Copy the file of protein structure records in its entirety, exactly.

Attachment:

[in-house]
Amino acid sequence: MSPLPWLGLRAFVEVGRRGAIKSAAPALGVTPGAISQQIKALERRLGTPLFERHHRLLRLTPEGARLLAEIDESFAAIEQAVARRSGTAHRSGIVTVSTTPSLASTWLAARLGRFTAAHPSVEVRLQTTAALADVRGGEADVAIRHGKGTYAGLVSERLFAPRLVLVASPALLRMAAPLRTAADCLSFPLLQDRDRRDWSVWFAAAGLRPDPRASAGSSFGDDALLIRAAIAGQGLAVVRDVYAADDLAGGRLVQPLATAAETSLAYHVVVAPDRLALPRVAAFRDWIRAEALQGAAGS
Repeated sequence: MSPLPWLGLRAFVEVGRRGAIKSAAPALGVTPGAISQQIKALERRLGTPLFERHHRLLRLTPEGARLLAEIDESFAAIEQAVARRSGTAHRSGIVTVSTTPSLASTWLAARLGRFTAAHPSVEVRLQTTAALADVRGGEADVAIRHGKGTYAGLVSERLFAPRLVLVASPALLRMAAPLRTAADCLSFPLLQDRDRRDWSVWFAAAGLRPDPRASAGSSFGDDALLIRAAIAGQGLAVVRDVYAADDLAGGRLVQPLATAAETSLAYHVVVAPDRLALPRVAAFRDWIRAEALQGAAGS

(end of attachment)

[in-house]
Amino acid sequence: MSPLPWLGLRAFVEVGRRGAIKSAAPALGVTPGAISQQIKALERRLGTPLFERHHRLLRLTPEGARLLAEIDESFAAIEQAVARRSGTAHRSGIVTVSTTPSLASTWLAARLGRFTAAHPSVEVRLQTTAALADVRGGEADVAIRHGKGTYAGLVSERLFAPRLVLVASPALLRMAAPLRTAADCLSFPLLQDRDRRDWSVWFAAAGLRPDPRASAGSSFGDDALLIRAAIAGQGLAVVRDVYAADDLAGGRLVQPLATAAETSLAYHVVVAPDRLALPRVAAFRDWIRAEALQGAAGS
Repeated sequence: MSPLPWLGLRAFVEVGRRGAIKSAAPALGVTPGAISQQIKALERRLGTPLFERHHRLLRLTPEGARLLAEIDESFAAIEQAVARRSGTAHRSGIVTVSTTPSLASTWLAARLGRFTAAHPSVEVRLQTTAALADVRGGEADVAIRHGKGTYAGLVSERLFAPRLVLVASPALLRMAAPLRTAADCLSFPLLQDRDRRDWSVWFAAAGLRPDPRASAGSSFGDDALLIRAAIAGQGLAVVRDVYAADDLAGGRLVQPLATAAETSLAYHVVVAPDRLALPRVAAFRDWIRAEALQGAAGS